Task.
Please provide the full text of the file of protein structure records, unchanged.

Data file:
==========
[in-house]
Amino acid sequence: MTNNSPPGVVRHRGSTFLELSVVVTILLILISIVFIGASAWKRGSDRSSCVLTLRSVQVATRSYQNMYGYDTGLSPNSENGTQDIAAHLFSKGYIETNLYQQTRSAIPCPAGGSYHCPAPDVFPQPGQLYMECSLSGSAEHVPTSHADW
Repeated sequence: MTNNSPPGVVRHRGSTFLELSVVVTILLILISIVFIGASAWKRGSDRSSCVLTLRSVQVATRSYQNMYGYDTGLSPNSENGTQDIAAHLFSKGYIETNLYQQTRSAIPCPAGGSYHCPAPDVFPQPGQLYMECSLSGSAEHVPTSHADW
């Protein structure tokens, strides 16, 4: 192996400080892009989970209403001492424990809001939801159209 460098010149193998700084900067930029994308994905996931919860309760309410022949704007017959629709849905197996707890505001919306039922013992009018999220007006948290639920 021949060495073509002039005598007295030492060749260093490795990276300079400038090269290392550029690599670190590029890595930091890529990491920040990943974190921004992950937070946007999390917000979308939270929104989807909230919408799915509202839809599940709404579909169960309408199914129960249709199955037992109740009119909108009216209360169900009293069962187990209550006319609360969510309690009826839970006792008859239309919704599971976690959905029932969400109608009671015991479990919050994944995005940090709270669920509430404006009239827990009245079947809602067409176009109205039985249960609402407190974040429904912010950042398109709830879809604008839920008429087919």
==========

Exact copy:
[in-house]
Amino acid sequence: MTNNSPPGVVRHRGSTFLELSVVVTILLILISIVFIGASAWKRGSDRSSCVLTLRSVQVATRSYQNMYGYDTGLSPNSENGTQDIAAHLFSKGYIETNLYQQTRSAIPCPAGGSYHCPAPDVFPQPGQLYMECSLSGSAEHVPTSHADW
Repeated sequence: MTNNSPPGVVRHRGSTFLELSVVVTILLILISIVFIGASAWKRGSDRSSCVLTLRSVQVATRSYQNMYGYDTGLSPNSENGTQDIAAHLFSKGYIETNLYQQTRSAIPCPAGGSYHCPAPDVFPQPGQLYMECSLSGSAEHVPTSHADW
């Protein structure tokens, strides 16, 4: 192996400080892009989970209403001492424990809001939801159209 460098010149193998700084900067930029994308994905996931919860309760309410022949704007017959629709849905197996707890505001919306039922013992009018999220007006948290639920 021949060495073509002039005598007295030492060749260093490795990276300079400038090269290392550029690599670190590029890595930091890529990491920040990943974190921004992950937070946007999390917000979308939270929104989807909230919408799915509202839809599940709404579909169960309408199914129960249709199955037992109740009119909108009216209360169900009293069962187990209550006319609360969510309690009826839970006792008859239309919704599971976690959905029932969400109608009671015991479990919050994944995005940090709270669920509430404006009239827990009245079947809602067409176009109205039985249960609402407190974040429904912010950042398109709830879809604008839920008429087919």